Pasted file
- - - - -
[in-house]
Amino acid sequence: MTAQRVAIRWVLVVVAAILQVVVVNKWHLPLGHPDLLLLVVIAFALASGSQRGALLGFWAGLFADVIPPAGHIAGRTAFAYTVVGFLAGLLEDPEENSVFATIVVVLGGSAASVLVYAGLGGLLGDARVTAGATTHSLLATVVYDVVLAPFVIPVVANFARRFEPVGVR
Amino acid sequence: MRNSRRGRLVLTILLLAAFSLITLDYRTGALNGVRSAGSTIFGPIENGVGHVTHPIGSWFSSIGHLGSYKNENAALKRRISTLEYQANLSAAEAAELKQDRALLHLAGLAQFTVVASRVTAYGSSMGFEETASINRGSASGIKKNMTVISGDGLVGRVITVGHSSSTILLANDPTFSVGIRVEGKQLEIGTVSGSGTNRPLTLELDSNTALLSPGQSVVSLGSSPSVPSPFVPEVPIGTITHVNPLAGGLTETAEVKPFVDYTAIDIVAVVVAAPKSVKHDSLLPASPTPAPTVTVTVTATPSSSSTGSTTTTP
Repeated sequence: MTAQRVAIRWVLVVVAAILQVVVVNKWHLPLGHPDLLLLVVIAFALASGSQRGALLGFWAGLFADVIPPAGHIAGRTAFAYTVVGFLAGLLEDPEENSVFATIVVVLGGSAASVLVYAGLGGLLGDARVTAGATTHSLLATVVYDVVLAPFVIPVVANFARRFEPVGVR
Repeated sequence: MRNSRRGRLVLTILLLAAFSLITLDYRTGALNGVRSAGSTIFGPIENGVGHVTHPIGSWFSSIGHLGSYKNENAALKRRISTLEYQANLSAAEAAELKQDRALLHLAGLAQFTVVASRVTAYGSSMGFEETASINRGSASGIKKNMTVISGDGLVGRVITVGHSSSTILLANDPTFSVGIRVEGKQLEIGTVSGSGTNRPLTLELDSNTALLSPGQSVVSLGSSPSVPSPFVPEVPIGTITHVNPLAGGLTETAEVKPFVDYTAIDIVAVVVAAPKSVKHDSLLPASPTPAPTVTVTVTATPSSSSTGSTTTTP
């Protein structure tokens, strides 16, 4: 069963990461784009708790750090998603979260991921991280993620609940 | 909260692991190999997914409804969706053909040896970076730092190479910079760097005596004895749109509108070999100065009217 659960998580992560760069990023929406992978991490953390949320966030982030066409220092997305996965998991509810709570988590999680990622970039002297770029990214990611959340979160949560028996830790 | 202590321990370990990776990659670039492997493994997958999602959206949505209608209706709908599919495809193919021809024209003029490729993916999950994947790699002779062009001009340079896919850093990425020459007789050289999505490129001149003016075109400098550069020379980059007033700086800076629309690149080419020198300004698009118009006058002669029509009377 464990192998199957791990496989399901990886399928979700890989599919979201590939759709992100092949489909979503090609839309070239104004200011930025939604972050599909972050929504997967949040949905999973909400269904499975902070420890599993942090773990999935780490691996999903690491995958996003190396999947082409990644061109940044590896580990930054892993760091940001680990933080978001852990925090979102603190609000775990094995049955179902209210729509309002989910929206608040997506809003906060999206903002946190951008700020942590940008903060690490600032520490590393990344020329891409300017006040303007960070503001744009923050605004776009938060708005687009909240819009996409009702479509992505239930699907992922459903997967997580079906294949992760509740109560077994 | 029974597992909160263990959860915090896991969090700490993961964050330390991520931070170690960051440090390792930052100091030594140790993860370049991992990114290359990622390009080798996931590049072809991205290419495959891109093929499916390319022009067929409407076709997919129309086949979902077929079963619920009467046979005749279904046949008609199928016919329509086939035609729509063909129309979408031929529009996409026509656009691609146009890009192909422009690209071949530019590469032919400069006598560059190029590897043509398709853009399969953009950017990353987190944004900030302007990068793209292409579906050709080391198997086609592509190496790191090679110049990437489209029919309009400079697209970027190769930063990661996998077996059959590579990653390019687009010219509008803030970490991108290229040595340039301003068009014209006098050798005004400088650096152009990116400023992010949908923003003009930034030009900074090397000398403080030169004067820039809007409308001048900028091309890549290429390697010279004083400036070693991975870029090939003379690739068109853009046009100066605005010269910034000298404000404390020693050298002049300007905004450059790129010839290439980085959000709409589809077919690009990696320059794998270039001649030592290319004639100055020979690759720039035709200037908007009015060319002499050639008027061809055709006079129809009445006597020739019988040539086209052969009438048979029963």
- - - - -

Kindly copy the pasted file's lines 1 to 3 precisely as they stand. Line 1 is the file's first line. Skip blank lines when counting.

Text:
[in-house]
Amino acid sequence: MTAQRVAIRWVLVVVAAILQVVVVNKWHLPLGHPDLLLLVVIAFALASGSQRGALLGFWAGLFADVIPPAGHIAGRTAFAYTVVGFLAGLLEDPEENSVFATIVVVLGGSAASVLVYAGLGGLLGDARVTAGATTHSLLATVVYDVVLAPFVIPVVANFARRFEPVGVR
Amino acid sequence: MRNSRRGRLVLTILLLAAFSLITLDYRTGALNGVRSAGSTIFGPIENGVGHVTHPIGSWFSSIGHLGSYKNENAALKRRISTLEYQANLSAAEAAELKQDRALLHLAGLAQFTVVASRVTAYGSSMGFEETASINRGSASGIKKNMTVISGDGLVGRVITVGHSSSTILLANDPTFSVGIRVEGKQLEIGTVSGSGTNRPLTLELDSNTALLSPGQSVVSLGSSPSVPSPFVPEVPIGTITHVNPLAGGLTETAEVKPFVDYTAIDIVAVVVAAPKSVKHDSLLPASPTPAPTVTVTVTATPSSSSTGSTTTTP